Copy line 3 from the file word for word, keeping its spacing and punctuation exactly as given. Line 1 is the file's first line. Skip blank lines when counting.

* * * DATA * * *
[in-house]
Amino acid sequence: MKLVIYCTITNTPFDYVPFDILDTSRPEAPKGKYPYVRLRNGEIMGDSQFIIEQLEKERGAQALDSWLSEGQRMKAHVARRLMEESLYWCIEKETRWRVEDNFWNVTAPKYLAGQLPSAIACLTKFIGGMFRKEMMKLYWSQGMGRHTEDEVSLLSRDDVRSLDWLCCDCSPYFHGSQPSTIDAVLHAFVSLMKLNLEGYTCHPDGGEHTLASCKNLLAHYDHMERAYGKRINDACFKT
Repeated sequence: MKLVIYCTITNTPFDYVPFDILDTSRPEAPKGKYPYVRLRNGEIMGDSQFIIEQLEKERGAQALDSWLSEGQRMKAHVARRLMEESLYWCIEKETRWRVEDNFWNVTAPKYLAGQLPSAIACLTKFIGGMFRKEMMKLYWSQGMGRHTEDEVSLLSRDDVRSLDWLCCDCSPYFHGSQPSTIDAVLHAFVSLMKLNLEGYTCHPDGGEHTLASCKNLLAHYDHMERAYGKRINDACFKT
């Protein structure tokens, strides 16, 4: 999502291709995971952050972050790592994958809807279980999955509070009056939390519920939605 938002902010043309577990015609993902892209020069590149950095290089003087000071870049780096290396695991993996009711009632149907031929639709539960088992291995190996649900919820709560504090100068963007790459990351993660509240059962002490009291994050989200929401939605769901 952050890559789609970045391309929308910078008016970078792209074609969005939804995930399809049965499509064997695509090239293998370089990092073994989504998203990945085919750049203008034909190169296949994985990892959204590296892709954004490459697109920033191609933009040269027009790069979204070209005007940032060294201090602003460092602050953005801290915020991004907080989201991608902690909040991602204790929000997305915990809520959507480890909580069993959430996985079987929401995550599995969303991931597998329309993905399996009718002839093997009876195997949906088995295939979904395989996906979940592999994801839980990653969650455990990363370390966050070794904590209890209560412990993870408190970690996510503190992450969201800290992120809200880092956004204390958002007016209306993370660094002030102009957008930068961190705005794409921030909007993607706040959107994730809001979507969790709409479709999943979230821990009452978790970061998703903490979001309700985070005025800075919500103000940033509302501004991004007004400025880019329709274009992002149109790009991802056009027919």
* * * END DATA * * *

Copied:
Repeated sequence: MKLVIYCTITNTPFDYVPFDILDTSRPEAPKGKYPYVRLRNGEIMGDSQFIIEQLEKERGAQALDSWLSEGQRMKAHVARRLMEESLYWCIEKETRWRVEDNFWNVTAPKYLAGQLPSAIACLTKFIGGMFRKEMMKLYWSQGMGRHTEDEVSLLSRDDVRSLDWLCCDCSPYFHGSQPSTIDAVLHAFVSLMKLNLEGYTCHPDGGEHTLASCKNLLAHYDHMERAYGKRINDACFKT